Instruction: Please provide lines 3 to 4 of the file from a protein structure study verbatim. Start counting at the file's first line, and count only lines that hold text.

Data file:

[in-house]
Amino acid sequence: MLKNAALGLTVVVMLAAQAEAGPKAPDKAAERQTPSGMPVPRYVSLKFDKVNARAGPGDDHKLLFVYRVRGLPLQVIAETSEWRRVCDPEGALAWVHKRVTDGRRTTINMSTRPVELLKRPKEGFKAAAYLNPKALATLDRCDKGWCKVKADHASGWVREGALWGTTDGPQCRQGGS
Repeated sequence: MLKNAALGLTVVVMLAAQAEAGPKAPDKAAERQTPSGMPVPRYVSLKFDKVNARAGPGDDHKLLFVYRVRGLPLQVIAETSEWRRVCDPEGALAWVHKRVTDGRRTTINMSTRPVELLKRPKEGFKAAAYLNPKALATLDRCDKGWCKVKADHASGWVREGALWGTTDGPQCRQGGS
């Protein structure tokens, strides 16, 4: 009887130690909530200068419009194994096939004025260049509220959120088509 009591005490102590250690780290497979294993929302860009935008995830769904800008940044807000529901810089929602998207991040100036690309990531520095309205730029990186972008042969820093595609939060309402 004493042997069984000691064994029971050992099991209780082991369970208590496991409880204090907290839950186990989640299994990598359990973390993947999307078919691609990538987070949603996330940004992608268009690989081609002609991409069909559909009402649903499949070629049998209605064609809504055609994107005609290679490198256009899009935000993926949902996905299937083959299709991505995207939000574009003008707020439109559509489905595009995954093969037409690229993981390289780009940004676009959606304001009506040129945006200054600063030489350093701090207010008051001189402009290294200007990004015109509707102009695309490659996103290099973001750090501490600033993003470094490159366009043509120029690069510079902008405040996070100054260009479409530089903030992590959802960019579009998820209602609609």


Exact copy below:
Repeated sequence: MLKNAALGLTVVVMLAAQAEAGPKAPDKAAERQTPSGMPVPRYVSLKFDKVNARAGPGDDHKLLFVYRVRGLPLQVIAETSEWRRVCDPEGALAWVHKRVTDGRRTTINMSTRPVELLKRPKEGFKAAAYLNPKALATLDRCDKGWCKVKADHASGWVREGALWGTTDGPQCRQGGS
């Protein structure tokens, strides 16, 4: 009887130690909530200068419009194994096939004025260049509220959120088509 009591005490102590250690780290497979294993929302860009935008995830769904800008940044807000529901810089929602998207991040100036690309990531520095309205730029990186972008042969820093595609939060309402 004493042997069984000691064994029971050992099991209780082991369970208590496991409880204090907290839950186990989640299994990598359990973390993947999307078919691609990538987070949603996330940004992608268009690989081609002609991409069909559909009402649903499949070629049998209605064609809504055609994107005609290679490198256009899009935000993926949902996905299937083959299709991505995207939000574009003008707020439109559509489905595009995954093969037409690229993981390289780009940004676009959606304001009506040129945006200054600063030489350093701090207010008051001189402009290294200007990004015109509707102009695309490659996103290099973001750090501490600033993003470094490159366009043509120029690069510079902008405040996070100054260009479409530089903030992590959802960019579009998820209602609609």